Spectrum contends that Dr. Madigan cannot prove with clear and convincing evidence that Spectrum acted with malice or reckless indifference to his rights. See Spectrum's Mot. at 18--19. Spectrum also urges the affirmative defense of good faith, relying heavily on the Supreme Court's opinion in Kolstad v. American Dental Ass'n, 527 U.S. 526 (1999). See Spectrum's Mot. at 19--20.

Whether Spectrum acted with malice or reckless indifference to Dr. Madigan's rights is a question of fact. Spectrum may, at trial, rebut Dr. Madigan's evidence with evidence that it acted in good faith. But, viewing the evidence in the light most favorable to Dr. Madigan, the Court cannot conclude at this stage that Spectrum did not act with malice or reckless indifference.

ii.Cap on Punitive Damages

The sum of compensatory and punitive damages awarded under the MHRA may not exceed $50,000 if the defendant has more than 14 and fewer than 101 employees; the sum may not exceed $100,000 if the defendant has more than 100 and fewer than 201 employees. 5 M.R.S.A. § 4613(2)(B)(8)(e)(i)--(ii).

Spectrum contends that its 102 shareholder physicians are proprietors rather than employees for purposes of the MHRA. See Spectrum's Mot. at 15. In deciding whether to count four shareholder physicians as "employees" under the Americans with Disabilities Act of 1990 (ADA), the Supreme Court looked to six factors:

Whether the organization can hire or fire the individual or set the rules and regulations of the individual's work

Whether and, if so, to what extent the organization supervises the individual's work

Whether the individual reports to someone higher in the organization Whether and, if so, to what extent the individual is able to influence the organization

Whether the parties intended that the individual be an employee, as expressed in written agreements or contracts

Whether the individual shares in the profits, losses, and liabilities of the organization.

Clackamas Gastroenterology Associates, P.C. v. Wells, 538 U.S. 440, 449--50 (2003). The Court added that "the answer to whether a shareholder-director is an employee depends on all of the incidents of the relationship . . . with no one factor being decisive." Id. at 451.

Dr. Madigan appears to concede that members of Spectrum's Advisory Committees and Board would fall outside Clackamas's definition of employee, see Pl.'s Opp'n 1 at 15. The record does not reveal how many shareholder physicians serve on Spectrum's Advisory Committees and Board. During 2009, Spectrum had a total of 77 employees and 103 shareholder physicians, meaning that 24 of its shareholder physicians would have to be counted as employees to subject it to the higher damages cap. During 2010, Spectrum had a total of 71 employees and 102 shareholder physicians, meaning that 30 of its shareholder physicians would have to be counted as employees to subject it to the higher damages cap.

The Court declines to make a final determination as to the exact number of Spectrum employees for purposes of determining the amount of the statutory cap under Maine law. First, Dr. Madigan has not yet obtained a damages award that would make this Court's ruling necessary and the Court declines to issue an advisory ruling. Second, the parties have provided information about some, but not all of the six Clackamas factors. There is no evidence as to the extent to which Spectrum "supervises the individual's work," whether shareholder physicians "report[ ] to someone higher in the organization," and whether Spectrum enters into written agreements or contracts with shareholder physicians that confirm the parties' intent to treat shareholder physicians as employees. Clackamas, 538 U.S. at 449--50. There is some evidence as to the extent to which an individual shareholder physician "is able to influence the organization," but the evidence is indirect, such as the right to participate in shareholder meetings. Id. at 450. The record reveals that the shareholder physicians' compensation is "directly tied to the profits or losses of Spectrum," DSMF1 ¶ 34; PRDSMF1 ¶ 34, but there is no specific information about the extent to which shareholder physicians "share[ ] in the profits, losses, and liabilities of the organization." Clackamas, 538 U.S. at 450. Moreover, in Clackamas, the Supreme Court observed that the answer to this question "cannot be decided in every case by a shorthand formula or magic phrase," id. at 450 n.10(internal punctuation omitted), and after observing that there were some facts in the record that weighed in favor and some against employee status, rather than rule on the issue as a matter of law, the Supreme Court remanded the matter for further proceedings. Id. at 451.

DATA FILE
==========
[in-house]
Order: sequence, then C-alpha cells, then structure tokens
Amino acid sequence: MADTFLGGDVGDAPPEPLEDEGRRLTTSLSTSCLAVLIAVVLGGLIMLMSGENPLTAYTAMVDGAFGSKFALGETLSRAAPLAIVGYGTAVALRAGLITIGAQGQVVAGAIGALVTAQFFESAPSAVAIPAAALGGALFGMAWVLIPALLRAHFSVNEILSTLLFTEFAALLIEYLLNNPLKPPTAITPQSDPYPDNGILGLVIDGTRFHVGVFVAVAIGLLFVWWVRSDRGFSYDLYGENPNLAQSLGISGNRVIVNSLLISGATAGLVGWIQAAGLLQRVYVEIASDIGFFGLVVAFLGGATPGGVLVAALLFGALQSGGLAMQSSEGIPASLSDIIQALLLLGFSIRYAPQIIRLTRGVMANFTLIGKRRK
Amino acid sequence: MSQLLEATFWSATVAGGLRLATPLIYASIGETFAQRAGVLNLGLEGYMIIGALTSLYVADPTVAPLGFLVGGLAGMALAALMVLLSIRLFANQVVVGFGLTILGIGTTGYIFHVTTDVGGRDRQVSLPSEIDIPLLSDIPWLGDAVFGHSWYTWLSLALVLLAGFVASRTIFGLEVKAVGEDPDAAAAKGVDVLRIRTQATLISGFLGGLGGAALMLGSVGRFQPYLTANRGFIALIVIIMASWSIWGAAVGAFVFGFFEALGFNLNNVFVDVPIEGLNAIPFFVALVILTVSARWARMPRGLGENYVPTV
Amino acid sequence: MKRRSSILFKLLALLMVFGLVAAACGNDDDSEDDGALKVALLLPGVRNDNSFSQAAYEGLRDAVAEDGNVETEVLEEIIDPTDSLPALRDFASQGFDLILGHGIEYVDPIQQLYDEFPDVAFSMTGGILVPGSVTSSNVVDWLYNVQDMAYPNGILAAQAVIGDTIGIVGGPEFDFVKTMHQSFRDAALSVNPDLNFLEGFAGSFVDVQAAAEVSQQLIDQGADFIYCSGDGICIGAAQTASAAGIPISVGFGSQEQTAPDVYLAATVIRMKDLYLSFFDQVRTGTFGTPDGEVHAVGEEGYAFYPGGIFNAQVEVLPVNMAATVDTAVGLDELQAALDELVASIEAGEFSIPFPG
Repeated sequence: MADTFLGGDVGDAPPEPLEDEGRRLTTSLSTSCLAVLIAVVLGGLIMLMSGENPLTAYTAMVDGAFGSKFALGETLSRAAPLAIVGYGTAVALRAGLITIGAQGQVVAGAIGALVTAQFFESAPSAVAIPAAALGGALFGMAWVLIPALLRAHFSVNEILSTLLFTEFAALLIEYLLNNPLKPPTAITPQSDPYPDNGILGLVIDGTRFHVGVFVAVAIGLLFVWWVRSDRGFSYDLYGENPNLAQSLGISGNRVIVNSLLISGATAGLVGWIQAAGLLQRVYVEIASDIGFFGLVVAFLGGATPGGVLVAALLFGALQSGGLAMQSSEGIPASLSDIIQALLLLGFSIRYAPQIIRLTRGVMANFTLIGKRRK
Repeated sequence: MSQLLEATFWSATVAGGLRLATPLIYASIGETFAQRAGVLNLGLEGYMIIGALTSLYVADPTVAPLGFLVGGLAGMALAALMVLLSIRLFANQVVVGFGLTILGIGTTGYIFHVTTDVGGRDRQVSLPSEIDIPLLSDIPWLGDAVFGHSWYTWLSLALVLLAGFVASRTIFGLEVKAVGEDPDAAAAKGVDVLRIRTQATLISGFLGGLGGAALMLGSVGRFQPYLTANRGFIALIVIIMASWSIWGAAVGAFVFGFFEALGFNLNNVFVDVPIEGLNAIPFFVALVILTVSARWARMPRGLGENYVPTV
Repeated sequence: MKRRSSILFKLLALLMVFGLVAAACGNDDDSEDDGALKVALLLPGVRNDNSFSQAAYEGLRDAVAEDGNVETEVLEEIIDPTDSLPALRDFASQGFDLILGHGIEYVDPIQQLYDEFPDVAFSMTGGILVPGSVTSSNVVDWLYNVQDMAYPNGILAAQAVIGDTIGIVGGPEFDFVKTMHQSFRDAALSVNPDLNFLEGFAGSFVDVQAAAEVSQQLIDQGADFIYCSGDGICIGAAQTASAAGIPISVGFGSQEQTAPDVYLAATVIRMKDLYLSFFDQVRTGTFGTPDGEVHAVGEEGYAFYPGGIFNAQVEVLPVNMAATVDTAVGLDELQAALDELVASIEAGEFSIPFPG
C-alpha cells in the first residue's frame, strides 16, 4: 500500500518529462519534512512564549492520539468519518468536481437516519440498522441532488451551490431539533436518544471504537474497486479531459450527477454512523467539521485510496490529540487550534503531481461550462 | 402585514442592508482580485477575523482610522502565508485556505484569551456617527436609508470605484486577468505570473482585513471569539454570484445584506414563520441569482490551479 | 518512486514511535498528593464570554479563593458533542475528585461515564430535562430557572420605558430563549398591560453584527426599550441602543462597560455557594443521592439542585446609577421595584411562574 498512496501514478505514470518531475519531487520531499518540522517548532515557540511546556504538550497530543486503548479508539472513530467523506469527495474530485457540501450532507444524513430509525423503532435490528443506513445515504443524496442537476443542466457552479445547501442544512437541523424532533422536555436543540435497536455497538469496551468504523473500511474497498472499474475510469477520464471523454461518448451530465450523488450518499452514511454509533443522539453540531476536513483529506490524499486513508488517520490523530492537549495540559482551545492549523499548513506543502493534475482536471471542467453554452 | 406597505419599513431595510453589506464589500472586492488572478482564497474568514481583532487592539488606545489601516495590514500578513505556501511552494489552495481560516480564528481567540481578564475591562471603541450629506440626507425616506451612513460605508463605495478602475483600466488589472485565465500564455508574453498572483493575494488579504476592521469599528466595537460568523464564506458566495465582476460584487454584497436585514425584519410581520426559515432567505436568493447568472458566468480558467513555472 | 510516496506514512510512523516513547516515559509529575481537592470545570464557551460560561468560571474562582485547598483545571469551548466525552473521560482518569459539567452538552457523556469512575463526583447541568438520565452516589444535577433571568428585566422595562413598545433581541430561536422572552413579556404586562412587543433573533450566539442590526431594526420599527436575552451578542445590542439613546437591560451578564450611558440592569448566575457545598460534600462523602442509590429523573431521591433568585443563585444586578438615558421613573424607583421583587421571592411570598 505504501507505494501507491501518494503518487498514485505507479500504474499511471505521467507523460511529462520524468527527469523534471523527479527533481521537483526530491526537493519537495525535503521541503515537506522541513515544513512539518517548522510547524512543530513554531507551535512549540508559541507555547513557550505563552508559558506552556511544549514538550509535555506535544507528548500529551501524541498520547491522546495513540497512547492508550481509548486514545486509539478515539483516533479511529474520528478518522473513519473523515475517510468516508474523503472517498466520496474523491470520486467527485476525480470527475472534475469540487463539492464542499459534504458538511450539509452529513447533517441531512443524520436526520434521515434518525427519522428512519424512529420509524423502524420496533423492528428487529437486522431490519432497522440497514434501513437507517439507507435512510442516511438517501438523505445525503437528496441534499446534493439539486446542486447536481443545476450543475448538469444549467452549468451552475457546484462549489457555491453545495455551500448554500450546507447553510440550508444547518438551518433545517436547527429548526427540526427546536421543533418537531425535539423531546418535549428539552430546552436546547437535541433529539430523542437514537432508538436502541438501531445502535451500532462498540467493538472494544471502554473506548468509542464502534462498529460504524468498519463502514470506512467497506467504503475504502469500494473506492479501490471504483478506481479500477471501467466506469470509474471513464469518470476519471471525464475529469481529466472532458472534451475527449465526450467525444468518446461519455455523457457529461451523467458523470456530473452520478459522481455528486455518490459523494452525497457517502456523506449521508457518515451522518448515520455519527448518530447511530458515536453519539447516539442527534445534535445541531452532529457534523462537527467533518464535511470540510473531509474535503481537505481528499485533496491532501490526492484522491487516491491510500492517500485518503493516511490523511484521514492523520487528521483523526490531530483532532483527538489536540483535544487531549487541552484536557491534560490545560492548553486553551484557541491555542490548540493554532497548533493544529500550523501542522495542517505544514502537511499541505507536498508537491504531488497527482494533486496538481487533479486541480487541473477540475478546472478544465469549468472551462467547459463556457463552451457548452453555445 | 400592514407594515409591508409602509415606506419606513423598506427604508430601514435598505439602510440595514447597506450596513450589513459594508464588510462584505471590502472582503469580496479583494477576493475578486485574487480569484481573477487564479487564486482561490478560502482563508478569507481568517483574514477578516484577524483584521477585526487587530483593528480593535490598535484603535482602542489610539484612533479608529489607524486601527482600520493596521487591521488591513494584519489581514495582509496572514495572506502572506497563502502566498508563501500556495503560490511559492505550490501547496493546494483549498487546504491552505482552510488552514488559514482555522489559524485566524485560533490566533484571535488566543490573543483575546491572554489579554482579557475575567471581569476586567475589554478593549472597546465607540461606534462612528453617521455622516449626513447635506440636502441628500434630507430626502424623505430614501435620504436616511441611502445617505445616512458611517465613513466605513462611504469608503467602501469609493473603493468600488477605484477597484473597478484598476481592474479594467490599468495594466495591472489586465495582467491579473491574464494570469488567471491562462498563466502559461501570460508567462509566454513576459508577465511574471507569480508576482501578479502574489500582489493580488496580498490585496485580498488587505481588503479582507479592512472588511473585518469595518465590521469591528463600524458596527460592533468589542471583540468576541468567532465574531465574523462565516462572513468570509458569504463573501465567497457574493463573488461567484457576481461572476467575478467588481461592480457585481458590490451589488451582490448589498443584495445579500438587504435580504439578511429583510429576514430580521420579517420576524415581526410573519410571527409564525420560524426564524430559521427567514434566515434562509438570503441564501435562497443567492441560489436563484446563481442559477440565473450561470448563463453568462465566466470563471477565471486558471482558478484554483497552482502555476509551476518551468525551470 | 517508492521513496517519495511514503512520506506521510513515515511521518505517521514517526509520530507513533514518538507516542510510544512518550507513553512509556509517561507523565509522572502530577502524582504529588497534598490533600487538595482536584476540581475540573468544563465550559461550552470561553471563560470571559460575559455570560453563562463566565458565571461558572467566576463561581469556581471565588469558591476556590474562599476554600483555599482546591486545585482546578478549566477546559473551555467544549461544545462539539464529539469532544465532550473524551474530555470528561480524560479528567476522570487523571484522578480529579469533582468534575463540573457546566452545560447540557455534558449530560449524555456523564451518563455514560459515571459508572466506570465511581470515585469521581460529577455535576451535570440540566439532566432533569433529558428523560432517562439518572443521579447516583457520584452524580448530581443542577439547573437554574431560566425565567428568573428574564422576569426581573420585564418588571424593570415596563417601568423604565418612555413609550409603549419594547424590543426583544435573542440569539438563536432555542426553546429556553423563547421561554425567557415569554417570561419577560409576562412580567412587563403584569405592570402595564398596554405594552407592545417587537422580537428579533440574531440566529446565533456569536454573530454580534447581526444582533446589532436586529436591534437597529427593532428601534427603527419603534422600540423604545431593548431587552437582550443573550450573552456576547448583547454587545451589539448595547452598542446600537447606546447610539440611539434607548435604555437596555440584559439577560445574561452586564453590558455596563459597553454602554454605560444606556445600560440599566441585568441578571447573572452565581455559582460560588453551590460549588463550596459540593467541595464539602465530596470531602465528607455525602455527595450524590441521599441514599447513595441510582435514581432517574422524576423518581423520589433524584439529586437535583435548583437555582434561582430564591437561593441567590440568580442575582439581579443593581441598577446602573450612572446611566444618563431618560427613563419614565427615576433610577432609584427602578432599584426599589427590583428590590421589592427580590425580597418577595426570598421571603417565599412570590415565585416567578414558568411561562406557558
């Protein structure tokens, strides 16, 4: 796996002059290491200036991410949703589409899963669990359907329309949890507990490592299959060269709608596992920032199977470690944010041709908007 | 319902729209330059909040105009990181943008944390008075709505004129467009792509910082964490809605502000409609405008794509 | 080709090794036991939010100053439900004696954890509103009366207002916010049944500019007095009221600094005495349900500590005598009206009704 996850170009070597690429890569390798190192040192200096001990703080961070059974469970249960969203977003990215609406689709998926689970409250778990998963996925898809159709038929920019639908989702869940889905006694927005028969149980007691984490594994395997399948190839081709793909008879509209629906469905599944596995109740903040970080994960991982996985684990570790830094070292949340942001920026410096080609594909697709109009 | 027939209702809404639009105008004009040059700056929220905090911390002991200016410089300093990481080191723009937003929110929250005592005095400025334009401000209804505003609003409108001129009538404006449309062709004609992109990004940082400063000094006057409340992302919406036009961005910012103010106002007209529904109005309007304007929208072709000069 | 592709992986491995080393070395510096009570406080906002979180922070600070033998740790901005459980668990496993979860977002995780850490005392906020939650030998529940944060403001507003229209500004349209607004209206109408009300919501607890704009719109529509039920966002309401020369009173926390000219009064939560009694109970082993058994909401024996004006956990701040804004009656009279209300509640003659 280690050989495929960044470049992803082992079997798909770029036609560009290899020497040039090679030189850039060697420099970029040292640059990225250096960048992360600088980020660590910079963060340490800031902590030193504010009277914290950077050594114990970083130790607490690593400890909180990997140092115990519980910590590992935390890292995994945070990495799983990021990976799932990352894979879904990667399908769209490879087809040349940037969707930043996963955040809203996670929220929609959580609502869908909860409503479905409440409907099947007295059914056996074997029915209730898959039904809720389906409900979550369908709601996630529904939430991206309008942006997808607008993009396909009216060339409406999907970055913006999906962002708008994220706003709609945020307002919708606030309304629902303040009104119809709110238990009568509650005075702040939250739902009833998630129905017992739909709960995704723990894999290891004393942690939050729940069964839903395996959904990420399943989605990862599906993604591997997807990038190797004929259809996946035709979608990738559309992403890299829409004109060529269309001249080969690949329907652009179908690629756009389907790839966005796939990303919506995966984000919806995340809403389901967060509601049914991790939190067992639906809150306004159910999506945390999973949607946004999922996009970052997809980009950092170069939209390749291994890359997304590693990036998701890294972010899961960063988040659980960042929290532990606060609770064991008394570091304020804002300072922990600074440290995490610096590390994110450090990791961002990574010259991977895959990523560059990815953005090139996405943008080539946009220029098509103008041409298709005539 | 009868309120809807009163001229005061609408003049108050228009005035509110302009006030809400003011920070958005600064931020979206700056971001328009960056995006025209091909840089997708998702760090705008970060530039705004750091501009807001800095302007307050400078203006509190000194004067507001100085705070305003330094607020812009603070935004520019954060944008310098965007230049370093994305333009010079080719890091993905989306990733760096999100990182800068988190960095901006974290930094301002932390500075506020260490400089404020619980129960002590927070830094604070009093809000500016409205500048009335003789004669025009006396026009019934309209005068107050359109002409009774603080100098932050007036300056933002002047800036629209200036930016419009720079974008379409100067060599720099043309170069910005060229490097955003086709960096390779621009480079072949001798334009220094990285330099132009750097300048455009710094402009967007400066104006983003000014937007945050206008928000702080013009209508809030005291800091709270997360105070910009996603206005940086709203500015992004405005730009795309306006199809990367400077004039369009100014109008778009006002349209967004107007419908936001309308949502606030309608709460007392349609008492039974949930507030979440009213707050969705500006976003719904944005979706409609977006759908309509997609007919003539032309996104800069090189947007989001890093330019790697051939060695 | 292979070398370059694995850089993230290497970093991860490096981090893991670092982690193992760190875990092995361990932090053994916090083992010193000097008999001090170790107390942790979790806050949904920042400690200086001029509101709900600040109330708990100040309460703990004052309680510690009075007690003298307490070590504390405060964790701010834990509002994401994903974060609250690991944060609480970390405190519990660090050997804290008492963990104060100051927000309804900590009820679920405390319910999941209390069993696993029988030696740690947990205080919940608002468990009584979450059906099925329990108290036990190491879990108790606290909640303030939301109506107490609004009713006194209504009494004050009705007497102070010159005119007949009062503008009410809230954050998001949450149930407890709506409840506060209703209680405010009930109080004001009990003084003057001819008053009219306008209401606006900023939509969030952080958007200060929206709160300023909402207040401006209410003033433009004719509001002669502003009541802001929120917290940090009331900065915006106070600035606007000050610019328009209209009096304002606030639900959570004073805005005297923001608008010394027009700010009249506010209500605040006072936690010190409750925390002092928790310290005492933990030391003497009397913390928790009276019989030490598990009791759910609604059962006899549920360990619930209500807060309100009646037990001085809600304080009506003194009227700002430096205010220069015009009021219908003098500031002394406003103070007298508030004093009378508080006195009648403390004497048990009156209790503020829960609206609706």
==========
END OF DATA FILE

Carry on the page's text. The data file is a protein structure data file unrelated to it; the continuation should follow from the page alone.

Given the spotty state of the record, the Court cannot rule that Spectrum's shareholder physicians are or are not employees within the meaning of 5 M.R.S.A. § 4613. In any event, the Court will answer this question only if the case requires it.

C.Count II: Tortious Interference

Dr. Madigan claims in Count II that SMMC tortiously interfered with his prospective contractual advantage with Spectrum. Under Maine common law, tortious interference with a prospective economic advantage requires a plaintiff to prove: "(1) that a valid . . . prospective economic advantage existed; (2) that the defendant interfered with that . . . advantage through fraud or intimidation; and (3) that such interference proximately caused damages." Currie v. Industrial Security, Inc., 915 A.2d 400, 408 (Me. 2007). SMMC moves for summary judgment on Count II, contending that Dr. Madigan cannot prove either fraud or intimidation. SMMC's Mot. at 2. The other elements of the tort are not in dispute.

1. Fraud

Under Maine common law, the elements of interference by fraud are:

(1) making a false representation (2) of a material fact (3) with knowledge of its falsity or in reckless disregard of whether it is true or false (4) for the purpose of inducing another to act or refrain from acting in reliance on it, and (5) the other person justifiably relies on the representation as true and acts upon it to the damage of the plaintiff. Rutland v. Mullen, 798 A.2d 1104, 1111 (Me. 2002).